Yoga at Home: Your Practice, Your Pace
Your Practice, Your Pace
Going to a yoga class to immerse yourself in your practice is amazing. It can be an opportunity to step out of your day to day life and enter into a different experience. A space for focus and awareness; and a supportive environment to expand your knowledge of yoga, and of your body, and push yourself with the guidance of an experienced teacher. Simply being in a room full of other people focusing and breathing and moving together is a powerful thing in itself — you are lifted, challenged and nourished by the energy of those around you.
There might come a point, though, when you feel that there might be more to explore. A kind of experience that you don’t quite access in a class with a teacher who tells you what to do.
So, what then?
Home practice! Once you’ve got a grounding in the basics of yoga, start building your personal practice independently. You can start no matter how long you’ve been practising for, and no matter how many postures you know. You can use books; you can use videos online. You can learn a sequence until it’s set in your memory practice it so it becomes your check-in experience — the practice that reveals to you how you’re changing and developing, both physically and in terms of the way your mind responds to the work.
And eventually, you can drop all of the outside stuff and stand at the top of your mat, close your eyes and take a few deep breaths, and then allow yourself to move in any way you want to.
This isn’t about turning your back on the yoga classes you love and forcing yourself to practice only at home, only on your own. But to really understand how to work with your own body and your personal movement and mental patterns, a home practice is important as well — do both!
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What You’ll Get Out of an Independent Practice
There are a vast number of benefits to creating a home yoga practice. Some of those benefits will be unique to you, because your practice is unique to you. It’s an exploration of your being on this world, in this body, and it’s slow; it all takes time and it’s never finished.
The key is in consistency. You don’t need to practice for hours every day; but you do need to practice regularly. By committing yourself to a home practice for 30 minutes, 3 times a week, you will discover:
- How the simple act of discipline — of committing yourself to this thing — challenges you and creates a grounded foundation in your life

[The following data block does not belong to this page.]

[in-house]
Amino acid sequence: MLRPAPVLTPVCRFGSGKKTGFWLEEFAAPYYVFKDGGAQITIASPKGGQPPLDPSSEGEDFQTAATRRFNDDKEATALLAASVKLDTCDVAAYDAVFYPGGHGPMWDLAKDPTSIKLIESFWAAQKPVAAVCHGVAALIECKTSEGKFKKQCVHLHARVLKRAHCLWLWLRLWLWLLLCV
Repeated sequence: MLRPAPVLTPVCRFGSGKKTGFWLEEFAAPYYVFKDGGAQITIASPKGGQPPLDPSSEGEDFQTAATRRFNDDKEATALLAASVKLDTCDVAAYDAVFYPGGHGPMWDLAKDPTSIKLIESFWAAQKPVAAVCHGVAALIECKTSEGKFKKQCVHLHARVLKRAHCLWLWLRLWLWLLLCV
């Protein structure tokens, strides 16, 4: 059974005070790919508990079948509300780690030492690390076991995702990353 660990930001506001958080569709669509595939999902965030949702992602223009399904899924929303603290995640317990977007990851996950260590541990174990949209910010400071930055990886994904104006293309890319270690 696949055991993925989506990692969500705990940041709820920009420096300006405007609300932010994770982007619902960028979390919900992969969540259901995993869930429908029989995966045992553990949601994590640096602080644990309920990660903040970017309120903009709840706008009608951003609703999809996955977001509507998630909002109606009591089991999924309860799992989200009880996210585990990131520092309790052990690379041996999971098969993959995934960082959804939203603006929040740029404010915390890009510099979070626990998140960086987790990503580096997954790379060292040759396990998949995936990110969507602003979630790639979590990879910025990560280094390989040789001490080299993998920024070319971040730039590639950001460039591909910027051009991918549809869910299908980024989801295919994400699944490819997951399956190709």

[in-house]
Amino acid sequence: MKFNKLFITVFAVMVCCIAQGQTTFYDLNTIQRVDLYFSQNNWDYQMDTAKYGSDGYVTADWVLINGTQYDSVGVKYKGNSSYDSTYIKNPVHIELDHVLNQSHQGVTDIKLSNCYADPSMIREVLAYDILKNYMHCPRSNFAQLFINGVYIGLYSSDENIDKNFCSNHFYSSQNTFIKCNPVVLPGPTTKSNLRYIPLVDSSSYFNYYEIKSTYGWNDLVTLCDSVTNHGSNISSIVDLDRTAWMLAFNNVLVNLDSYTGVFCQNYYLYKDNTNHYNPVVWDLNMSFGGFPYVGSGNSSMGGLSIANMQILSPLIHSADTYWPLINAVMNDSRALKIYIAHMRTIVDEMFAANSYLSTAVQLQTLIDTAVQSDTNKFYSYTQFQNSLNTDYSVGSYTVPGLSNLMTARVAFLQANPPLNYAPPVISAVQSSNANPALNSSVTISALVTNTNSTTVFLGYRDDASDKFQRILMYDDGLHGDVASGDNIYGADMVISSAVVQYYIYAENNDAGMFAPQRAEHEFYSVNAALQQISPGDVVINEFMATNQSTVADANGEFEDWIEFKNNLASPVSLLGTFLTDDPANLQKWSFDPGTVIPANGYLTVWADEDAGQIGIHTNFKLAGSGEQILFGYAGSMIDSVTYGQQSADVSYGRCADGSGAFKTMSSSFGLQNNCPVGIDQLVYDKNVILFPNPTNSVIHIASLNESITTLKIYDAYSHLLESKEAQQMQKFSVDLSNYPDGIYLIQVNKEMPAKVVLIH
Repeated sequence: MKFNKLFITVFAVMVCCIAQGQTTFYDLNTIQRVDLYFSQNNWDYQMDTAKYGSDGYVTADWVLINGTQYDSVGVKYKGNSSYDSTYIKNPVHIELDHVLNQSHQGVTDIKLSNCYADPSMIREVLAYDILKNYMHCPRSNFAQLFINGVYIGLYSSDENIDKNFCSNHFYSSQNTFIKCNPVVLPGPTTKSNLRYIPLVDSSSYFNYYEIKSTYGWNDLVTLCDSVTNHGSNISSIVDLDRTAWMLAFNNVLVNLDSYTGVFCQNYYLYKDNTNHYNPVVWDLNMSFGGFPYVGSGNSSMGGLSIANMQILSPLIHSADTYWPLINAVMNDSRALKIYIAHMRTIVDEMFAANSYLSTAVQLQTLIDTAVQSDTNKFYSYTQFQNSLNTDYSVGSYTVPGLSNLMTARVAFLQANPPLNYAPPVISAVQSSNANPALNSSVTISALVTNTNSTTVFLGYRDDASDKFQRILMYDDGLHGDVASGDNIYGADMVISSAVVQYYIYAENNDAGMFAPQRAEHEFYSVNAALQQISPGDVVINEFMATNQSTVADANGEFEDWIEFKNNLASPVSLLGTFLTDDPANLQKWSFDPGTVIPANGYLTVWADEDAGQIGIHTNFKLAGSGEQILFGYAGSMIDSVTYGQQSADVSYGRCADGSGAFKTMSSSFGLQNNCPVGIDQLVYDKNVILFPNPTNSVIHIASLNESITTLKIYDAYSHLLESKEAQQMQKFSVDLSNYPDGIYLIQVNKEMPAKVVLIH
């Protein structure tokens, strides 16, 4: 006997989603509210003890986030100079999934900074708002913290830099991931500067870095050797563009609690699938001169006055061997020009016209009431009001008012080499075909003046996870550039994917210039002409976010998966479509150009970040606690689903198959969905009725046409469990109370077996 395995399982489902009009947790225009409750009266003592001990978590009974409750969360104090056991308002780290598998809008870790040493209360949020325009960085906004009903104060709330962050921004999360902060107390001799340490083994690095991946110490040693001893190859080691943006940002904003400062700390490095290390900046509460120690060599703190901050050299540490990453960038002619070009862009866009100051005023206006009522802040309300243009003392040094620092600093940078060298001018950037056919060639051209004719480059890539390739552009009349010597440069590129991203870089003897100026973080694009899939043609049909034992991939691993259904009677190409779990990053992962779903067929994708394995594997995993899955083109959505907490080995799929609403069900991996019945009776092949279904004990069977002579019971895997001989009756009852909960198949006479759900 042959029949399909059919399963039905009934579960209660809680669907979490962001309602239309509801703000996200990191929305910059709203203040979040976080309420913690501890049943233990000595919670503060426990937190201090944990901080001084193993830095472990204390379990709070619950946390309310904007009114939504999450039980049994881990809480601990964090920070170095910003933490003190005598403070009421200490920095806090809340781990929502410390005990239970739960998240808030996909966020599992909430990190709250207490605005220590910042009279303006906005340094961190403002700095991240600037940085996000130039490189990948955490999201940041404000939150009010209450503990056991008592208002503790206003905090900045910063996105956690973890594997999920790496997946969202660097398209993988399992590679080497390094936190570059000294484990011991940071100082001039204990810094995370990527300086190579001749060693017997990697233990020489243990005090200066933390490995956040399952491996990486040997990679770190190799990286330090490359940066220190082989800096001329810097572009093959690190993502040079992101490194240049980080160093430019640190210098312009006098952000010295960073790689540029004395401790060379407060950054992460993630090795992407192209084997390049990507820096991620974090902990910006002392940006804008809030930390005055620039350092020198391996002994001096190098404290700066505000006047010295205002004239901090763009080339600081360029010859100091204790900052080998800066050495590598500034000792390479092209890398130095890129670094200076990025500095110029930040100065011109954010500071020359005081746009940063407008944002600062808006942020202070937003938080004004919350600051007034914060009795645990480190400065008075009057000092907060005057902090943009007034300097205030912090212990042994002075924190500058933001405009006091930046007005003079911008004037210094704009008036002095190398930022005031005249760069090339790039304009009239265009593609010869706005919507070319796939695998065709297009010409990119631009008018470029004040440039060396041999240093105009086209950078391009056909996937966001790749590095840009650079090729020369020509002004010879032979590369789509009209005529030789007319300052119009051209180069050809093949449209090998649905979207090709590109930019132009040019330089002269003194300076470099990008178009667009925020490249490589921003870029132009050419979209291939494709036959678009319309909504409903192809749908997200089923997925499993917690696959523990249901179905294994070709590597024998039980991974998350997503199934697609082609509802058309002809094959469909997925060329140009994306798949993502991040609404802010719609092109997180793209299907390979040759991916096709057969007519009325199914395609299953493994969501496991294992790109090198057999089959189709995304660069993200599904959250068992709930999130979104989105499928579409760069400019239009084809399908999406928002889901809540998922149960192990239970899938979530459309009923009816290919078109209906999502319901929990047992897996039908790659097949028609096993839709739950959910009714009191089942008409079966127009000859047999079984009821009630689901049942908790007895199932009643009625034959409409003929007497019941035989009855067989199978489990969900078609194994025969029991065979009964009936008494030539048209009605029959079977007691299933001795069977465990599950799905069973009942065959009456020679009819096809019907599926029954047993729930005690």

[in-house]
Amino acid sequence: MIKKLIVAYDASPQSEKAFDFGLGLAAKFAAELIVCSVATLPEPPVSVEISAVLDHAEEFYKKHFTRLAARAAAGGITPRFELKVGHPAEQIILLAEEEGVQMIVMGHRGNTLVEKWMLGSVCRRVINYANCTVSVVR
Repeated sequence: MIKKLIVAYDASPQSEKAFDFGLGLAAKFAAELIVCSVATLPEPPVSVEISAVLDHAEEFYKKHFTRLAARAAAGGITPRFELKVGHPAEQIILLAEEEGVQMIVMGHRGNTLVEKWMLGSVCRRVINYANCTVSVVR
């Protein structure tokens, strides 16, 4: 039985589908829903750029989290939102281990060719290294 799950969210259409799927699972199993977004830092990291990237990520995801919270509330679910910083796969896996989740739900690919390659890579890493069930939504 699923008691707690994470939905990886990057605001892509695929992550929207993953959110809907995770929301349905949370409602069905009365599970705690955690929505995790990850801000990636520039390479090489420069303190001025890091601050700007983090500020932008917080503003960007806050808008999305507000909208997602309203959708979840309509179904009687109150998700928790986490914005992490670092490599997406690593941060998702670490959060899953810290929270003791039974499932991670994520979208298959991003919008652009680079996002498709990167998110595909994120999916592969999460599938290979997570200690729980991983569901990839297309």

- How to move at a pace that gives you the time to really feel how your body is working. Yoga classes move at the teacher’s pace; your practice moves at your pace, and that pace might change from one day to the next.
- The edges of your range of movement and how to feel into your muscles and joints to create more freedom of movement
- That you begin to recognise different states of body and mind more easily as you become increasingly aware not only of how you feel, but of how feelings (physical and emotional) fluctuate and roll with the days, weeks and months
- A sense of steadiness and freedom and a greater sense of confidence, no matter what’s going on — because you have this practice, a few times a week, which gives you a chance to settle into your body and just be.
In The Yoga Sutras, Patanjali describes two important intentions of yoga: Sthira and Sukha. Roughly translated, these words mean steady and comfortable. Yoga practice brings more steadiness and comfort into life — both during those moments on the mat and in the way it impacts the rest of our experiences.
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Taking that step and rolling out your mat all on your own feels daunting for lots of people — even those who have been practising in a class setting for ages. But the hardest thing about your home practice is actually starting. Unfortunately, that’s true of the very first time you do it, and the second time, and the 50th time, and the 150th time; there’s always a voice in your head that says but you have so many other things to do! or this is pointless, give up!
Accept that voice for what it is. Accept that it might always be there. And do your practice anyway.
If you’re relatively new to yoga it’s useful to equip yourself with a few postures that you know really well before you start your first home practice. Learn the Surya Namaskara (sun salutations) by following a YouTube video or a book. I always recommend the Ashtanga Yoga: The Practice Manual by David Swenson as a really functional guide to standard Ashtanga primary series postures, because it includes options for modifying each posture to suit your body.
The sun salutations give you a range of simple postures and an understanding of how they connect together in a flow, so once you’ve learnt them you already have a sequence to practice on your own. Flowing through five Surya Namaskara A and then five Surya Namaskara B, followed by lying down to rest in Savasana (corpse pose) is a good practice in itself. And then you can build on it by adding more postures, one or two at a time, and experimenting with how to transition between them in different ways.
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Start! And commit to a regular practice. Even if it’s daunting, it really can be fun — and in time, it can become a core part of your life and maybe even a highlight of your day.
About the author-
Izzy Arcoleo is a yoga and meditation teacher with a background in Anthropology, currently in the process of opening a centre for yoga workshops and creative residencies in the south of France. She's also a freelance writer with a focus on wellbeing and personal development, and is committed to her own lifetime exploration of yoga and consciousness.